Passover: Insights for the Seder

This post is dedicated in memory of Etya Sarah bat Yitzchak ha-Levi. May it be an aliyah                                                               for her neshama.
by Samantha Hulkower

The Ibscha Relief from the tomb of Khnumhotep II,
showing Semitic traders (possibly the Hyksos) coming to Egypt some 4,000 years ago.
            NebMaatRa, Wikimedia Commons
This Monday night, April 10, the holiday of Passover begins. While the annual tradition of the Seder is always fun, after doing the same thing year, after year, after year the four questions can start getting as stale as last year's matza. We might be left wondering, after reading the same story for so long, what can we really get out of the Seder this year?
The fact is, how much we get out of the Seder depends on how we approach it, which leads directly to the four sons - four possible attitudes. Perhaps we can even find within ourselves elements of each of the four. At times wise, curious, fascinated and probing; at times cynical. Sometimes we are just simple, and sometimes we don't know how to ask; we have lost the curiosity,we are no longer interested. Here are a few insights into the Seder that should satisfy your curiosity, no matter which of the four sons you identify with:

 
What does 'Seder' even mean?
There is no meaningless ritual in Judaism. The more we make an effort to examine the reasons behind the actions we do on Seder night, the more we will be able to appreciate the richness and meaning behind each step. The word 'Seder' means 'order.' The traditional sequence of 15 incremental stages is specifically designed to catalyze our critical thinking and to prompt important questions of Jewish identity, and what freedom means to us. Jewish tradition teaches us that our attitudes are shaped by our actions. As a result we engage in what could be described as a series of behavioral stimuli that comprise the traditional Seder service. The multifaceted experience of eating, drinking, dipping, reading, discussing, questioning, leaning and singing of Seder night presents us with an interactive educational framework within which we can begin to take a fresh look at our own personal freedom.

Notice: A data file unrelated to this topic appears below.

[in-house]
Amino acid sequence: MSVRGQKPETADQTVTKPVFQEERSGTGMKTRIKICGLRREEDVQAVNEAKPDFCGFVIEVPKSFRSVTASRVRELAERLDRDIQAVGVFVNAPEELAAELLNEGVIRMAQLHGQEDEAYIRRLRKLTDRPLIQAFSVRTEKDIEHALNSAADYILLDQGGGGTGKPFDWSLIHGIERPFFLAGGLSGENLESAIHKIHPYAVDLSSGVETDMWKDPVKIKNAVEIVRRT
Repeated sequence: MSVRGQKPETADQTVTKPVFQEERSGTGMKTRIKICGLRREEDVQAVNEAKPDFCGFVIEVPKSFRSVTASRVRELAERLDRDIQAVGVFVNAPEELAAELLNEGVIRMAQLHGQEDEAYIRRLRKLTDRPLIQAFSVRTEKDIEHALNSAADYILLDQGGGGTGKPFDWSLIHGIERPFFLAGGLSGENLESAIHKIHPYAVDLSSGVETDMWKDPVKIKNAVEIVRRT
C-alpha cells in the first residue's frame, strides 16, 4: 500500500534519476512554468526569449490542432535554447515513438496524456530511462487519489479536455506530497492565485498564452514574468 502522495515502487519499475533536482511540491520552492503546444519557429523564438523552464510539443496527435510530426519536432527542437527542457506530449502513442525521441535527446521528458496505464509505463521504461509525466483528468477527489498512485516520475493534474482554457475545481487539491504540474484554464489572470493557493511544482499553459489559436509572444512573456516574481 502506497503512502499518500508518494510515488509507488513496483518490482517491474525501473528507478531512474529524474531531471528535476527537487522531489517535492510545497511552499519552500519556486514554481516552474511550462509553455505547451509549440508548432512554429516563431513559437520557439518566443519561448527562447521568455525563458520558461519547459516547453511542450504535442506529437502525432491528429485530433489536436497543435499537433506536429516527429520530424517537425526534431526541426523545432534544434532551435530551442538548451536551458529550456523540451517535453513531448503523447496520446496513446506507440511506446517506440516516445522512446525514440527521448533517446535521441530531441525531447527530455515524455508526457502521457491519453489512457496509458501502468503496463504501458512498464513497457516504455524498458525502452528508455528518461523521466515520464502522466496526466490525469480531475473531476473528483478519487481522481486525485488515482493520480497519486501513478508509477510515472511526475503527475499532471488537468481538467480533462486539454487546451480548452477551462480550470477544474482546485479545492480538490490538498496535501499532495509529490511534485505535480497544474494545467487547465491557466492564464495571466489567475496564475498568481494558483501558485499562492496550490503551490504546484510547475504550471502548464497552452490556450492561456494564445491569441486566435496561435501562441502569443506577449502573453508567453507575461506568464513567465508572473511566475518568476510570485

What does matza have to do with slavery and freedom?
True freedom comes from a genuine openness to learn and discover. If we can just shethat cynical or 'know it all' blockage, we can gain so much that night.We'll have already attained one giant leap away from slavery, towards freedom. Matzah is literally free of all additives, externalities and superficial good looks - it is bread without the hot air. It represents the bare essentials. Everything we pursue in life can be divided into necessities and luxuries. To the extent that a luxury becomes a necessity we lose an element of our freedom by being enslaved to a false need. Jewish thought teaches that we should not submit to peer pressure, viewing ourselves as competing with others. It is far better to focus on our 'personal bests' rather than 'world records'; life is an arena in which we do not need others to lose in order for us to win. On Passover we can focus on the essence and leave the externalities behind. It is a time to get rid of the ego that powers our self importance and holds us back through distracting us from our true goals.

Happy Passover!
Content from Aish.

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